DECIDED OCTOBER 17, 1956.
Harboring a felon. Before Judge Lilly. Colquitt Superior Court. August 8, 1956.
A. J. Whitehurst, Peter W. Walton, for plaintiff in error.
J. B. Edwards, Solicitor-General, Robert S. Roddenberry, Jr., contra.
An indictment substantially in the language of the Code is sufficient as against demurrer.
DECIDED OCTOBER 17, 1956.
Mrs. Myrtice Schulman was indicted in the Superior Court of Colquitt County for a violation of Code § 26-4601 in that she did receive, harbor and conceal one Clarence L. McCullar, knowing him to be guilty of a felony "to wit, a violation of the provisions of Chapter 26, Section 1503 of the official Code of the State of Georgia by the said Clarence L. McCullar knowingly and maliciously being concerned in and causing the illegal arrest and false imprisonment of another, viz., William Van Bush, with malice and oppression, under and by virtue of a manifestly illegal and void criminal warrant issued at the instigation of and by the direction of said Clarence L. McCullar," as a result of which McCullar is now a fugitive from justice and cannot be apprehended and punished. General and special demurrers to the indictment were overruled on which judgment error is assigned.
An indictment substantially in the language of the Code is sufficient in form and substance. Code § 27-701. The offense with which the defendant is charged, that of harboring, receiving or concealing another knowing him to be guilty of a felony, is set out in the language of Code § 26-4601, and the description of the felony of which the person concealed is alleged to be guilty is set out in the language of Code § 26-1503 which provides as follows: "Where the arrest, confinement or detention of a person by warrant, mandate, or process is manifestly illegal, and shows malice and oppression, the officer issuing same shall be removed from office; and he, and every person knowingly and maliciously concerned therein, shall be punished by imprisonment and labor in the penitentiary for not less than one nor more than two years." This section specifically makes any "person concerned" with the illegal acts therein mentioned a violator of the law in the same degree. Accordingly, Porter v. State, 200 Ga. 246 ( 36 S.E.2d 794) and similar cases holding that where persons involved in a criminal transaction are in the position of principals in the first and second degrees, an indictment of a principal in the second degree must allege the guilt of the principal in the first degree, has no application here. Nor is the indictment insufficient as stating merely conclusions in that it alleges no facts to show malice, oppression or illegality and fails to set out a copy of the criminal warrant procured by McCullar to be issued against Van Bush. Being in the language of the Code it is sufficient as a pleading; it goes without saying that upon the trial of the case facts to show the warrant existed, that it was manifestly illegal so as to render the arrest and detention of Van Bush an unlawful arrest and imprisonment, and that McCullar was guilty of malice and oppression in the premises must be shown; otherwise McCullar would not be guilty of the crime charged against him, for which reason the plaintiff in error would also not be guilty of any offense in harboring and concealing McCullar. See Moore v. State, 94 Ga. App. 210 ( 94 S.E.2d 80).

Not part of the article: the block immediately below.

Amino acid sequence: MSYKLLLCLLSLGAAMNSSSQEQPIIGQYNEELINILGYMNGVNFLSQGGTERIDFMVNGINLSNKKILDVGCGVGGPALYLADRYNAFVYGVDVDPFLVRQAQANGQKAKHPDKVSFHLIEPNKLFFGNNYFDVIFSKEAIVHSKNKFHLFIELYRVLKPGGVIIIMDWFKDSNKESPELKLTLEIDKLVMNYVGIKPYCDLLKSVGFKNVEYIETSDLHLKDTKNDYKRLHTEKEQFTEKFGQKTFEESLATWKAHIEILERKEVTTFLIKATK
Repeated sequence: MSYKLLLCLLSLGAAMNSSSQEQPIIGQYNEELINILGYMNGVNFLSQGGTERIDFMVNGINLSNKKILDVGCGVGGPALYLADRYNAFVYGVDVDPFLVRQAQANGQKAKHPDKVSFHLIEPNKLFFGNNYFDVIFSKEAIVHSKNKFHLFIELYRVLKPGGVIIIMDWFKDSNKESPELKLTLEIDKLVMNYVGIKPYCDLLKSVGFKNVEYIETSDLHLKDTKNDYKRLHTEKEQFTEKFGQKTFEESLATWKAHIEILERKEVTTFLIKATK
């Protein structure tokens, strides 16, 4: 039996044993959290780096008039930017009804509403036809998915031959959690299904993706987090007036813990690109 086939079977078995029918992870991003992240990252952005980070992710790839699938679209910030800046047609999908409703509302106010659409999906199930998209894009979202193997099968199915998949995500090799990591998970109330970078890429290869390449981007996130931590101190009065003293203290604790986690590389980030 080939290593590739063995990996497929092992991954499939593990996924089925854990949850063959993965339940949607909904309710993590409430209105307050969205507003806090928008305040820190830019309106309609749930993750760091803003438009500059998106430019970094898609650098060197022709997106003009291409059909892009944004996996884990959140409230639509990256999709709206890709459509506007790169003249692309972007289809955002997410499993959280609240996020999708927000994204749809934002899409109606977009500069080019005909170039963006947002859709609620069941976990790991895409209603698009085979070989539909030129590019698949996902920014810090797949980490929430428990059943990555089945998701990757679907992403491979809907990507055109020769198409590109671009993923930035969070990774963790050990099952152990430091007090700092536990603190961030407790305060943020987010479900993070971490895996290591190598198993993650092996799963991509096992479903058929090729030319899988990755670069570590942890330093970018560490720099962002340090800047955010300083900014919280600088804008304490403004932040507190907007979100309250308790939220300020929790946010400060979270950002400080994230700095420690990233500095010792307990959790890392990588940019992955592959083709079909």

The trial court did not err in overruling the demurrers to the indictment.
Judgment affirmed. Gardner, P. J., and Carlisle, J., concur.